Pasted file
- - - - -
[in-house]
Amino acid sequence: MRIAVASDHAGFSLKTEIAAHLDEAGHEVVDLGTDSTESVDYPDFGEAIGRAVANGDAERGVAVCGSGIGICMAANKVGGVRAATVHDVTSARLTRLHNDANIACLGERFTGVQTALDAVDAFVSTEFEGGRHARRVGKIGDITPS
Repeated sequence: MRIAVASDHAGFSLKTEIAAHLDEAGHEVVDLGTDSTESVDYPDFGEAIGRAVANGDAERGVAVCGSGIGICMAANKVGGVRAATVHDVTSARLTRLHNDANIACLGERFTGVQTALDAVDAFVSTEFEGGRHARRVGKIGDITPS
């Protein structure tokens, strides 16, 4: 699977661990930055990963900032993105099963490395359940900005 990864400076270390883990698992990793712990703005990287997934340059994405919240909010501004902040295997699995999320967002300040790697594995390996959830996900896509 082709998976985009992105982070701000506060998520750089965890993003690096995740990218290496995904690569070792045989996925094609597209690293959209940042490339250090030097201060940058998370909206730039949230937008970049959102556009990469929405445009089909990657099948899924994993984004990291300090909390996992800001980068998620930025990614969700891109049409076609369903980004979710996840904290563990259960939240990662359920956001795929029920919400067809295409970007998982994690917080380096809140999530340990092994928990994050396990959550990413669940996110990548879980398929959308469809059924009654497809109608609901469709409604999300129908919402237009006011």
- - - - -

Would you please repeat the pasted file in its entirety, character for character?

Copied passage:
[in-house]
Amino acid sequence: MRIAVASDHAGFSLKTEIAAHLDEAGHEVVDLGTDSTESVDYPDFGEAIGRAVANGDAERGVAVCGSGIGICMAANKVGGVRAATVHDVTSARLTRLHNDANIACLGERFTGVQTALDAVDAFVSTEFEGGRHARRVGKIGDITPS
Repeated sequence: MRIAVASDHAGFSLKTEIAAHLDEAGHEVVDLGTDSTESVDYPDFGEAIGRAVANGDAERGVAVCGSGIGICMAANKVGGVRAATVHDVTSARLTRLHNDANIACLGERFTGVQTALDAVDAFVSTEFEGGRHARRVGKIGDITPS
């Protein structure tokens, strides 16, 4: 699977661990930055990963900032993105099963490395359940900005 990864400076270390883990698992990793712990703005990287997934340059994405919240909010501004902040295997699995999320967002300040790697594995390996959830996900896509 082709998976985009992105982070701000506060998520750089965890993003690096995740990218290496995904690569070792045989996925094609597209690293959209940042490339250090030097201060940058998370909206730039949230937008970049959102556009990469929405445009089909990657099948899924994993984004990291300090909390996992800001980068998620930025990614969700891109049409076609369903980004979710996840904290563990259960939240990662359920956001795929029920919400067809295409970007998982994690917080380096809140999530340990092994928990994050396990959550990413669940996110990548879980398929959308469809059924009654497809109608609901469709409604999300129908919402237009006011």